In the past few weeks, since the semester 1 exams in January, we third years have been blessed with some calm time without any exams to revise for or coursework to work on, just two days a week of lectures. During this free time I have been working on my final year project.
User Interface, Icons and a Name
As recently as two weeks ago I had very little to show anyone who asked to see my project due to it all being technical back-end stuff without user interaction, which was a shame as I’ve actually done a reasonable amount of work on it, however now I have developed some of the UI and finally have something I can ‘show off’.
My previously unnamed PHP IDE is now known as Dollar IDE, so called because of how all variables in PHP are denoted by a $ sign. At the top of this blog post you can see a fantastic logo which my friend, Harry Galuszka, who studies Graphic Design at Lincoln University designed for me.
The colour scheme I have chosen for the user interface and logos consists of various shades of purple, an unusual choice for me because I don’t usually like the colour, however it is the ‘official’ colour of PHP, as you can see from the PHP.net website, and it also fits in quite well with the design language I am using, which is based on Microsoft’s Modern (formally metro) ideas.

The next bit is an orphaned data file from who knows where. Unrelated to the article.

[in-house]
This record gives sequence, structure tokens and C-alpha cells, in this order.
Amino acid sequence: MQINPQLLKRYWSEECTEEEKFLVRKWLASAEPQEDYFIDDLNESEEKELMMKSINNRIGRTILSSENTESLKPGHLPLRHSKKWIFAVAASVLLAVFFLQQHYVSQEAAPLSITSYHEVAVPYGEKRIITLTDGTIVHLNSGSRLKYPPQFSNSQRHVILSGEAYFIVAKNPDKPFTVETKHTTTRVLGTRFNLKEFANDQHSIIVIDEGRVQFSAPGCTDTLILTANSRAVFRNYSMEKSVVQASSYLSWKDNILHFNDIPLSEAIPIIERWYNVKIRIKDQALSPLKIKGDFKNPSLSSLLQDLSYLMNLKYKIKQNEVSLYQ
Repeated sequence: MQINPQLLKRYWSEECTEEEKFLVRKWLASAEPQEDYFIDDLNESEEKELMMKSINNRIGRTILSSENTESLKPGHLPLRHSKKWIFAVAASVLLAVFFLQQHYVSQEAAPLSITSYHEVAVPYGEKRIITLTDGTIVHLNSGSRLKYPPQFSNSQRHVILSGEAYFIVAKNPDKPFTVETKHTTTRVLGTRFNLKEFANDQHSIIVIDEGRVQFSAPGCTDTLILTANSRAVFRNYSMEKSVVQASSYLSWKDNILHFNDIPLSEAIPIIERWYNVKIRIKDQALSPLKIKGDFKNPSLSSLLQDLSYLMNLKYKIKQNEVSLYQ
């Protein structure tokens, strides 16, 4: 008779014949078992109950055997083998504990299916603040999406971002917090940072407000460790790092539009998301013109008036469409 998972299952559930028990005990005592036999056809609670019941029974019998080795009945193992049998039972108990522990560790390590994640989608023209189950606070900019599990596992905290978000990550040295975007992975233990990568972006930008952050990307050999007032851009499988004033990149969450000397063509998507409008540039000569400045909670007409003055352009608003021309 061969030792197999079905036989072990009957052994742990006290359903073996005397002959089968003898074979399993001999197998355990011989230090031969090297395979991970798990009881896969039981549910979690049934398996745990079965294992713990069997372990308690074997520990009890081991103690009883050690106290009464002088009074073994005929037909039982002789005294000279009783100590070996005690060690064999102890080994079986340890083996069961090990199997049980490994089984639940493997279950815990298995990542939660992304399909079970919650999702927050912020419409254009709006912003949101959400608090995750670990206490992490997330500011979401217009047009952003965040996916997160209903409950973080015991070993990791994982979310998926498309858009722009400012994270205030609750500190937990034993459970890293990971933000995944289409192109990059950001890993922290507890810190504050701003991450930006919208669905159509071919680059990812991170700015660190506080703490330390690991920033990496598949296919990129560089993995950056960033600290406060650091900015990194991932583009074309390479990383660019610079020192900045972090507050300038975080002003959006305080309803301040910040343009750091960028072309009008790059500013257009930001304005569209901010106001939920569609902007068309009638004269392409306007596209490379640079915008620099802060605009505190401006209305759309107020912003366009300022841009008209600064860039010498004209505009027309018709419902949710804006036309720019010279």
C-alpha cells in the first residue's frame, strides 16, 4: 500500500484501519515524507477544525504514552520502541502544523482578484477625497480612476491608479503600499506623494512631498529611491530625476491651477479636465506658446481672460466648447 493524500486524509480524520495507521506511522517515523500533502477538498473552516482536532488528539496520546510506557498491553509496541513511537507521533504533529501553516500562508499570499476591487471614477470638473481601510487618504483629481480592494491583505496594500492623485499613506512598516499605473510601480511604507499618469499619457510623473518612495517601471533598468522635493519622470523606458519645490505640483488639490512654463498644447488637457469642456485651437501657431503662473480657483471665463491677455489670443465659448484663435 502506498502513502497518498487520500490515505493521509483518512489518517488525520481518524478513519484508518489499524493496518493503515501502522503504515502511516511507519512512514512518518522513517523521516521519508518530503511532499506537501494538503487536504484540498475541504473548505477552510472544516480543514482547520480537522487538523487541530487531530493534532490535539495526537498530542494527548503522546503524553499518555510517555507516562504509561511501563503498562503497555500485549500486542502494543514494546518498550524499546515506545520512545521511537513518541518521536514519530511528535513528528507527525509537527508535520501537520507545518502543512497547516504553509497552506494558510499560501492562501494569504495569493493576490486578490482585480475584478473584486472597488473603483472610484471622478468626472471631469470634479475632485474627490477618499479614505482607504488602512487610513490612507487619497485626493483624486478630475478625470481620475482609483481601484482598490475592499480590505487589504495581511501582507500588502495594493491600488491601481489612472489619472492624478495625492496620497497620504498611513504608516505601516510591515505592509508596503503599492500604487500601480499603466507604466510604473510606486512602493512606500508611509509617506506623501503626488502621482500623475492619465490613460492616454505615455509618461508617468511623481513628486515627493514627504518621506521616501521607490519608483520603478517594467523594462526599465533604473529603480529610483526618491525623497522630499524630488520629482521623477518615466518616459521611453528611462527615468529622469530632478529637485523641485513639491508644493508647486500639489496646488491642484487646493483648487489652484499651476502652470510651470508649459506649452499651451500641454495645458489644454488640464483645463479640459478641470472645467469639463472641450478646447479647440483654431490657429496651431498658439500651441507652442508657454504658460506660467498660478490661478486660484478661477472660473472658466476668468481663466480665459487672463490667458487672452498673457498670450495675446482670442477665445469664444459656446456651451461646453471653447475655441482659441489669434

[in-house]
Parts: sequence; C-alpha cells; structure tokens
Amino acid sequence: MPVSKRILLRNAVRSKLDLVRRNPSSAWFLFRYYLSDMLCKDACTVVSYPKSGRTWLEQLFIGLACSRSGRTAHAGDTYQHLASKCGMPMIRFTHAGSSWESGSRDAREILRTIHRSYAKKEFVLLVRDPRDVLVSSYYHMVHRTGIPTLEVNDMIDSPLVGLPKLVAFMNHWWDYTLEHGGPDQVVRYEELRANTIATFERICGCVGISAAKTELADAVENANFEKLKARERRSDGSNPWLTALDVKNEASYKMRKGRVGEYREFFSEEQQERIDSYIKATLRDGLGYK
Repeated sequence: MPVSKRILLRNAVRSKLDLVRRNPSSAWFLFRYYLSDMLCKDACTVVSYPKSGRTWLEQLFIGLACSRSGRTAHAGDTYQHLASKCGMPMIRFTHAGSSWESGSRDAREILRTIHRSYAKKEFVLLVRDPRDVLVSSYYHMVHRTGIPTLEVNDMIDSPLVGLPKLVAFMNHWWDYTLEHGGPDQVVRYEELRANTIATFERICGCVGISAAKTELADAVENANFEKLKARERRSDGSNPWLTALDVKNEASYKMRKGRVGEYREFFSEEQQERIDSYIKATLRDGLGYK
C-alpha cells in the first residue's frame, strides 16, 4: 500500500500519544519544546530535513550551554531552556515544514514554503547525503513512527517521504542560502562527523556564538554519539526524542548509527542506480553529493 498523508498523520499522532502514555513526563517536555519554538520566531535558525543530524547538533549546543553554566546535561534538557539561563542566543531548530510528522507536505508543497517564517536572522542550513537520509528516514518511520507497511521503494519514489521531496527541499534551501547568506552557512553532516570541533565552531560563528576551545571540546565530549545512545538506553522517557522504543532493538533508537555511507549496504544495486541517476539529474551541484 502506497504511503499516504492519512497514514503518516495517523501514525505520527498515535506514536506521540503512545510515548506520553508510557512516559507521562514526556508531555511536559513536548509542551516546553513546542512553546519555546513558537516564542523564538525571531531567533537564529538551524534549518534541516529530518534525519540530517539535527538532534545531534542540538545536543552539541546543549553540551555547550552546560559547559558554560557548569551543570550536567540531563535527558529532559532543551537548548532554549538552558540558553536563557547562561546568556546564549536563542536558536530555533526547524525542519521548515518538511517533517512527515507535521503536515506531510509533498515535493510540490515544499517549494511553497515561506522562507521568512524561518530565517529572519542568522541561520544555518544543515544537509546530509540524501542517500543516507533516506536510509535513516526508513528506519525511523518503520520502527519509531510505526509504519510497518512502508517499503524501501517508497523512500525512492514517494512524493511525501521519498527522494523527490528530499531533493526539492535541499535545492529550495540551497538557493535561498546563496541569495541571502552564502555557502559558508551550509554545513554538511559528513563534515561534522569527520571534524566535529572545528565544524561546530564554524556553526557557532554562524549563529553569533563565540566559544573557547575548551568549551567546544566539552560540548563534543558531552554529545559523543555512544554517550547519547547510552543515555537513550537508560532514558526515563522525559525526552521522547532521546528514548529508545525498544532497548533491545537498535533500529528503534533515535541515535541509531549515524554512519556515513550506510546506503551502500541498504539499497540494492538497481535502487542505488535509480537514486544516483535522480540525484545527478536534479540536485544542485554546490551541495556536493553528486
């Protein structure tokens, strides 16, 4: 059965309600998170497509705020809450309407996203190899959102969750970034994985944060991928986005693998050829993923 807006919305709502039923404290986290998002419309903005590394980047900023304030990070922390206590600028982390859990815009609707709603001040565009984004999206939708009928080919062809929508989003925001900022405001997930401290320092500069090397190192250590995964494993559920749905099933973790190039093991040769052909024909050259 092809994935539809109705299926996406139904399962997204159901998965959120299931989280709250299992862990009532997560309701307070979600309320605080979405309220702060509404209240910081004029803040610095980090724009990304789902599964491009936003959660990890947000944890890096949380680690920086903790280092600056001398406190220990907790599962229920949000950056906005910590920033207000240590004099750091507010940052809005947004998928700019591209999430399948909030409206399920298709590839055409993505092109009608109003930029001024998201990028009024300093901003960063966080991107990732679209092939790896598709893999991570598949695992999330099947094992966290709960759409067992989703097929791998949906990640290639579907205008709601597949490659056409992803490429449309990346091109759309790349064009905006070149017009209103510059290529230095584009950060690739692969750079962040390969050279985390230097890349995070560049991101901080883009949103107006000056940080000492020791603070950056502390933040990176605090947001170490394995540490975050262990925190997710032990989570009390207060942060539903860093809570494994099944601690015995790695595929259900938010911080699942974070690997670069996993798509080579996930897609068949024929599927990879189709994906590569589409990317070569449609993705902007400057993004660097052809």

The program doesn’t contain any bitmap images, instead I use XAML vectors, and is built using Windows Presentation Foundation meaning that the program works well on all screen resolutions and pixel densities, including Apples famous “retina displays”.
The main code editing screen isn’t ready to be shown off just yet, but below you can see some images of the “Start Screen”, which is the first window shown to the user when they launch the program. From here the user can opt to create a new Dollar IDE project, or open an existing Dollar IDE project or stand-alone PHP file. The 5 most recent projects and displayed in order to allow the user to rapidly get back to work on their website or web-app.
An important aspect of the start screen is its ability to inform the user of any issues in creating a new project before they continue, as you can see in the above screenshot issues are denoted by a red circle with a cross in, and fields which are OK are denoted by a green circle with a tick in.